A heavily critical study, entitled Report on the Dangers and Opportunities Posed by Large Search Engines, particularly Google, produced by Austria’s Graz University, has garnered significant media attention in recent weeks. The 187-page study alleges that the search engine “distorts reality” and that “Google has amassed power in an unprecedented way that is endangering our society.”
For a study which attracted worldwide attention, its arguments and conclusions are decidedly undergraduate. Most of the report’s criticisms can be easily defended, with the authors seemingly determined to criticise Google, regardless of the logic of those claims.
Among the major allegations, the study claimed that Google has led to a surge in plagiarism, specifically the “Google Copy Paste Syndrome”.
However, this criticism (which spurred the report) is not really a criticism of Google, but of the internet and search engines in general. If Google didn’t exist, plagiarists could presumably turn to Yahoo or MSN. To blame Google is akin to holding one tobacco company responsible for all smoking-related deaths. Further, there is the likelihood that Google’s existence has not necessarily led to increased plagiarism, but rather, an increase in its detection.
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The report also accuses Google of being “turned into the largest and most powerful detective agency the world has ever known” and that Google will be “forced to use this potential in the future if it promises revenue”. This flawed reasoning ignores the fact that Google makes literally billions of dollars in revenue from advertising, largely based on the relevance of its results and trust of users.
Leaving aside Google’s “Don’t be Evil” mantra, from a commercial standpoint, Google stands to reap far greater returns from advertising than from selling information. (Interestingly, while critical of Google, the study makes no mention of Yahoo, which was alleged to have violated universal human rights last April when it informed Chinese authorities of information regarding pro-democracy advocates, resulting in their imprisonment).
Later, the report accuses Google of influencing how advertisements appear, noting that “the more a company pays, the more often will the advertisement [sic] be visible.” Which is pretty much how every media company on earth, be it television, print, broadcast or outdoor works. Usually, the person who pays the most to the Yellow Pages gets the biggest ad. Although it appears that someone forgot to tell the wise folk at Graz University that.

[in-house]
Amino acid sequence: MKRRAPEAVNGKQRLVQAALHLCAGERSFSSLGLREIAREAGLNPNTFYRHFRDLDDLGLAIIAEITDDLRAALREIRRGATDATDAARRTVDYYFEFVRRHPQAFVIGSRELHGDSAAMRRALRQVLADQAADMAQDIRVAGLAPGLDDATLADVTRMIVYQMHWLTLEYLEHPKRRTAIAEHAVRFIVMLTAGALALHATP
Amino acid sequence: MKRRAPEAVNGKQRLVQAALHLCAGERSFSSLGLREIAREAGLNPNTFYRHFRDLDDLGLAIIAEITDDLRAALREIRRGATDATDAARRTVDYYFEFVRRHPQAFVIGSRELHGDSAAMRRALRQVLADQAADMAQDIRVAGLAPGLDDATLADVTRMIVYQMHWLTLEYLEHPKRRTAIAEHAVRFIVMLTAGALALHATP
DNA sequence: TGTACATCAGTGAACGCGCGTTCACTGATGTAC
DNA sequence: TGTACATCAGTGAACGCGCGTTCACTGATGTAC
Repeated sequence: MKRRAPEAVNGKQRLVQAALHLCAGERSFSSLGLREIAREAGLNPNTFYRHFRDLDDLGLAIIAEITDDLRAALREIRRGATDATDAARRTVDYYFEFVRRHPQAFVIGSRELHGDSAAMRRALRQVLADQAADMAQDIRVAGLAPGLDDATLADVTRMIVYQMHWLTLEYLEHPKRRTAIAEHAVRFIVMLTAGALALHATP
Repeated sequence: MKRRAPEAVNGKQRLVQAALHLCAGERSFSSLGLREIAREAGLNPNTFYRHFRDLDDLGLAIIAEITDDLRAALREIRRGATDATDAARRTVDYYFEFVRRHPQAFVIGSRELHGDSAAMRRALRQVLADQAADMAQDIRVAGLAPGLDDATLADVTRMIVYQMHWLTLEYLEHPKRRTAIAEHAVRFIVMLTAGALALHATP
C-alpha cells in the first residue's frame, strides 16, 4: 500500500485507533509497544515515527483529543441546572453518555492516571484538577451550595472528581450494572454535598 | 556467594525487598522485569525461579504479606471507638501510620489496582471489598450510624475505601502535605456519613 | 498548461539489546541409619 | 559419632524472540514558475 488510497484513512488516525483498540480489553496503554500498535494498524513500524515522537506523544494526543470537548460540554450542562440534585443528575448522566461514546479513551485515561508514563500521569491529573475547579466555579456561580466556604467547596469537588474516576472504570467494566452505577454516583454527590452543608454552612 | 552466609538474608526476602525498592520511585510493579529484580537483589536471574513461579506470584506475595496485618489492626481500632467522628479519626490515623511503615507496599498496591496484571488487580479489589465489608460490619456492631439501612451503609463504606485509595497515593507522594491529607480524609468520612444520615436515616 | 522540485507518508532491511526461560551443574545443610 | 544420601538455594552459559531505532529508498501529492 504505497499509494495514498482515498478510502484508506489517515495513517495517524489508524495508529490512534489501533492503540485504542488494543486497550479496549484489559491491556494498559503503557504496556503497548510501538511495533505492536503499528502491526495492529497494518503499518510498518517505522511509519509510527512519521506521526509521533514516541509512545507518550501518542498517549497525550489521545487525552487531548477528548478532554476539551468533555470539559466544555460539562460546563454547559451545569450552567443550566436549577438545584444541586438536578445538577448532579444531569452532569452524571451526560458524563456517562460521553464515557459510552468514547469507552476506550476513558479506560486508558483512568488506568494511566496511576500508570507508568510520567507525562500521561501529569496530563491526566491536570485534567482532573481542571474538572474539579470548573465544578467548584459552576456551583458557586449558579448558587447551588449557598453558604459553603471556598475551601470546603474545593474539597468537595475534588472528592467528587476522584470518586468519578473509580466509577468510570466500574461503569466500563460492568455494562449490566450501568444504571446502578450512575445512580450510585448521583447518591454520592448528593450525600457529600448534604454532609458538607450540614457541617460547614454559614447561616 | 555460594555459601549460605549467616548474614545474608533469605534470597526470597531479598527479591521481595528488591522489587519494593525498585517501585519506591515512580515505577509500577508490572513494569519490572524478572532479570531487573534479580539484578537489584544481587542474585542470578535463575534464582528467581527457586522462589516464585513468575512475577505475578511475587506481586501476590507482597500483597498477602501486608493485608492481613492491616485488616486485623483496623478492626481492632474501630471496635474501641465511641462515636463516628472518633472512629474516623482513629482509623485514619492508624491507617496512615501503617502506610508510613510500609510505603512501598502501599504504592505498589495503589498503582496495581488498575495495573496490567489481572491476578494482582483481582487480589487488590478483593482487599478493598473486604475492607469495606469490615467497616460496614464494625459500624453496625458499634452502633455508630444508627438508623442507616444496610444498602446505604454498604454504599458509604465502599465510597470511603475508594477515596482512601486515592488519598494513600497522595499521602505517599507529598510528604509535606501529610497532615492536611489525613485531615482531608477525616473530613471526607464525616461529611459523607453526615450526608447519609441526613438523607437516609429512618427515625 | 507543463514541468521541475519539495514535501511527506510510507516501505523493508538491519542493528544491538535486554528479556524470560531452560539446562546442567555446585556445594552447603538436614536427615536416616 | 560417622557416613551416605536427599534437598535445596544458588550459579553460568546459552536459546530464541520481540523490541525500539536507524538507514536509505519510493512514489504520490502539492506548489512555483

The study got its criticisms of Google badly wrong; it’s the problem with coming from an academic, rather than a commercial viewpoint. While Google itself is not a perfect company, its foibles come not from its market domination of search, but of its treatment of advertisers. It is often forgotten that Google does not make any money specifically from its search function, rather, virtually all of its profits come from its Adwords advertising system (which came well after Google’s search engine).
If the authors of the study wanted to validly attack Google, they should have studied the Adwords system, which represents the best and worst of Google. While on one hand, Adwords allows advertisers to directly target users and carefully control expenditure (unlike scorched earth “banner ads” which are far less effective), on the other, Adwords is totally unaccountable and highly subject to “click-fraud”. If advertisers have complaints about Google’s Adwords service, the company is notoriously slow to respond and generally, unhelpful.
It is in this field where Google exerts real market dominance and where Google makes its gigantic profits. It is incorrect to criticise Google for revolutionising the search function and gaining market share by simply providing a better service. However, Google’s treatment of its advertisers, who are in fact its real customers, is an issue worthy of further study.